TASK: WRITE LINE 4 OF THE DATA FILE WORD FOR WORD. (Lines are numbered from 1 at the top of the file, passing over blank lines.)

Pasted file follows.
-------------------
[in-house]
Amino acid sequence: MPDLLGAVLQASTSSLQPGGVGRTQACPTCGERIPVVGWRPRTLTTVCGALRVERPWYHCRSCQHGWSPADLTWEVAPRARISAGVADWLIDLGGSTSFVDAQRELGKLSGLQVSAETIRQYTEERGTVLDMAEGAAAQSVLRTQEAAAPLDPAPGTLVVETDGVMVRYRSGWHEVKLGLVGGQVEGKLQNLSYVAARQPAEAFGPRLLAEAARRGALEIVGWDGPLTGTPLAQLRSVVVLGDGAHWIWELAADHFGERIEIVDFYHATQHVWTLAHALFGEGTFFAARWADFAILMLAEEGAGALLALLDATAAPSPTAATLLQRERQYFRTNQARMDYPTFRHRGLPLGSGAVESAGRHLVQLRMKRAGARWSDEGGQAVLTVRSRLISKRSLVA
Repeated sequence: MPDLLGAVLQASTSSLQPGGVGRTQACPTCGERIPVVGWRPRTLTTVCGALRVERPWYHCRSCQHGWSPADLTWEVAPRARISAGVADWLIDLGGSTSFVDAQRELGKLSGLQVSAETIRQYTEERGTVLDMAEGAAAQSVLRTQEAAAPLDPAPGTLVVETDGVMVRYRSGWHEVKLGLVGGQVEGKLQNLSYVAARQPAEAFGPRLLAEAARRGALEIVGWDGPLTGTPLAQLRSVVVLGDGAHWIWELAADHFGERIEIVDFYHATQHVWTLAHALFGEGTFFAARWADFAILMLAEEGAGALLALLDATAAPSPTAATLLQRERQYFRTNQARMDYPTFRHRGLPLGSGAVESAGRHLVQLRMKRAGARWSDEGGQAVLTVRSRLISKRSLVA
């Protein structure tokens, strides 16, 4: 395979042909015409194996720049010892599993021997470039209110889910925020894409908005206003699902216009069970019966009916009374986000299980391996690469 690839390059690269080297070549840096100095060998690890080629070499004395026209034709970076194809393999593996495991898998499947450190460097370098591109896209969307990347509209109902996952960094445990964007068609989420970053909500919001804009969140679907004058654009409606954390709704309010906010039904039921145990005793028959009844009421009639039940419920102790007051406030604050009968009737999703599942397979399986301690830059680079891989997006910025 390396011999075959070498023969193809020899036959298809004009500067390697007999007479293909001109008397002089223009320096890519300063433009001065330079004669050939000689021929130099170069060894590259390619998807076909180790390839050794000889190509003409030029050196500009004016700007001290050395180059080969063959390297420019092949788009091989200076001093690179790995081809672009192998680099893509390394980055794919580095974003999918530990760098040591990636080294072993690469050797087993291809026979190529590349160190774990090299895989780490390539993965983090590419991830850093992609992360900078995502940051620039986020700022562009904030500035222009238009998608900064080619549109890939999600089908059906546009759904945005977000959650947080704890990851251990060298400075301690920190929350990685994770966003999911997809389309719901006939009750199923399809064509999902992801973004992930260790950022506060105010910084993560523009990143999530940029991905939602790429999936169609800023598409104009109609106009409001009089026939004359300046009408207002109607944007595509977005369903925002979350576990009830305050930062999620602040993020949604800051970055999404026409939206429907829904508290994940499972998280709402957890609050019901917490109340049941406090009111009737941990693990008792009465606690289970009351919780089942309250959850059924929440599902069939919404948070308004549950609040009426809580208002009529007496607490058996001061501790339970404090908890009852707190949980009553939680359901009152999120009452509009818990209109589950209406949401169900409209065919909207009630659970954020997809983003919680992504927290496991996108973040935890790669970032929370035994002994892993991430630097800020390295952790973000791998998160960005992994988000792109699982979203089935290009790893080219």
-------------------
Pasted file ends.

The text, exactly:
């Protein structure tokens, strides 16, 4: 395979042909015409194996720049010892599993021997470039209110889910925020894409908005206003699902216009069970019966009916009374986000299980391996690469 690839390059690269080297070549840096100095060998690890080629070499004395026209034709970076194809393999593996495991898998499947450190460097370098591109896209969307990347509209109902996952960094445990964007068609989420970053909500919001804009969140679907004058654009409606954390709704309010906010039904039921145990005793028959009844009421009639039940419920102790007051406030604050009968009737999703599942397979399986301690830059680079891989997006910025 390396011999075959070498023969193809020899036959298809004009500067390697007999007479293909001109008397002089223009320096890519300063433009001065330079004669050939000689021929130099170069060894590259390619998807076909180790390839050794000889190509003409030029050196500009004016700007001290050395180059080969063959390297420019092949788009091989200076001093690179790995081809672009192998680099893509390394980055794919580095974003999918530990760098040591990636080294072993690469050797087993291809026979190529590349160190774990090299895989780490390539993965983090590419991830850093992609992360900078995502940051620039986020700022562009904030500035222009238009998608900064080619549109890939999600089908059906546009759904945005977000959650947080704890990851251990060298400075301690920190929350990685994770966003999911997809389309719901006939009750199923399809064509999902992801973004992930260790950022506060105010910084993560523009990143999530940029991905939602790429999936169609800023598409104009109609106009409001009089026939004359300046009408207002109607944007595509977005369903925002979350576990009830305050930062999620602040993020949604800051970055999404026409939206429907829904508290994940499972998280709402957890609050019901917490109340049941406090009111009737941990693990008792009465606690289970009351919780089942309250959850059924929440599902069939919404948070308004549950609040009426809580208002009529007496607490058996001061501790339970404090908890009852707190949980009553939680359901009152999120009452509009818990209109589950209406949401169900409209065919909207009630659970954020997809983003919680992504927290496991996108973040935890790669970032929370035994002994892993991430630097800020390295952790973000791998998160960005992994988000792109699982979203089935290009790893080219």